“The capital city’s incalculable wealth, its beauty and elegance, amazed all the European peoples, who were still barbarians at the time when the Byzantine Empire was in its apogee. One can only imagine — indeed, history records it as such — how crude, ignorant Scandinavians, Germans, Franks, and Anglo-Saxons, whose chief occupation at the time was primitive sacking and pillage, after arriving from some town like Paris or London (which had populations of some tens of thousands) to this megalopolis of millions, a city of enlightened citizens, scholars, and elegantly dressed youths crowding imperial universities, dreamt of only one thing: invading and robbing, robbing and invading.
“In fact, when this was actually accomplished in 1204 by an army of Europeans calling themselves Crusaders, who, instead of freeing the Holy Land treacherously sacked the most beautiful city in the world, Byzantine treasures were carried away in an uninterrupted flow over the course of fifty years. Hundreds of tons of precious coin alone were carried away at a time when the annual budget of the wealthiest European countries was no more than two tons of gold.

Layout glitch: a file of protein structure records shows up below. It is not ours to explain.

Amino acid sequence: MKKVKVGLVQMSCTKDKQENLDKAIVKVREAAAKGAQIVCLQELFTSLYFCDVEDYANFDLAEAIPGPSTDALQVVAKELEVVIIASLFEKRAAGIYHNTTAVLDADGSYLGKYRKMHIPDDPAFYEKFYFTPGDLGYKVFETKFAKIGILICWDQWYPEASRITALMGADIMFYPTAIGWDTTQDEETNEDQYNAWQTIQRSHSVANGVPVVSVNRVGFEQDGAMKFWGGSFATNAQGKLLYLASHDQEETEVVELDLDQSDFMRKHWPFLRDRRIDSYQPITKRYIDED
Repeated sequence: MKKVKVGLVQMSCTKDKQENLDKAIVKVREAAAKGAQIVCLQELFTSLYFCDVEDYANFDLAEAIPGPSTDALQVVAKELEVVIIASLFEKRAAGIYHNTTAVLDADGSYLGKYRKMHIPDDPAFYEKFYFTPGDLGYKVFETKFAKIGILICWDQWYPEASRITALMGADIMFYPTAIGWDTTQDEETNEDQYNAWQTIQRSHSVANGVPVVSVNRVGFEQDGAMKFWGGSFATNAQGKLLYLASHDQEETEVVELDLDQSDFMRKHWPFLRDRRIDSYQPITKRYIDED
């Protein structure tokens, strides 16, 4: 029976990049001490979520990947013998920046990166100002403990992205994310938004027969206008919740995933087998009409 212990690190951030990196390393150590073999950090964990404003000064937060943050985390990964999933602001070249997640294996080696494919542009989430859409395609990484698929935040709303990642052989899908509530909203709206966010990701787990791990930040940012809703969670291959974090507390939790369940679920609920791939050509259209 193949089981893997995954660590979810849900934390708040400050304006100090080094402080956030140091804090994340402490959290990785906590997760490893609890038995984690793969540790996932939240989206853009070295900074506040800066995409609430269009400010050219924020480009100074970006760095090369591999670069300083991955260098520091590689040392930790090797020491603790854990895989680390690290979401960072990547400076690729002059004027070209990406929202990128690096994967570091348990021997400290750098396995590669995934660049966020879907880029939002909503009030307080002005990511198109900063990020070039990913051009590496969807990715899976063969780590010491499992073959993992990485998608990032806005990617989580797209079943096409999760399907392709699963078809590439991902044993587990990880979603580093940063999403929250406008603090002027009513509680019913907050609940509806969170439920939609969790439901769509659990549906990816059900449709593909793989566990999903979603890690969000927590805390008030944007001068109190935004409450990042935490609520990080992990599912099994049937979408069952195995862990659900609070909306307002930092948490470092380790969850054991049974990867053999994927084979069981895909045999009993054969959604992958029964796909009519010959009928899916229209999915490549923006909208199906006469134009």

“Priceless holy relics and works of art were looted, but even more taken by barbarians from Brussels, London, Nuremburg, and Paris were simply destroyed — melted down into coin or thrown away like refuse. To this day, the museums of Europe are bursting with stolen Byzantine treasures. But let us take into consideration that only a small portion was actually preserved.
After such reminders, the directors wonder:
“So what made it possible for a nation so great in the arena of world history, with such extraordinary capabilities, to so suddenly begin to lose its life force?”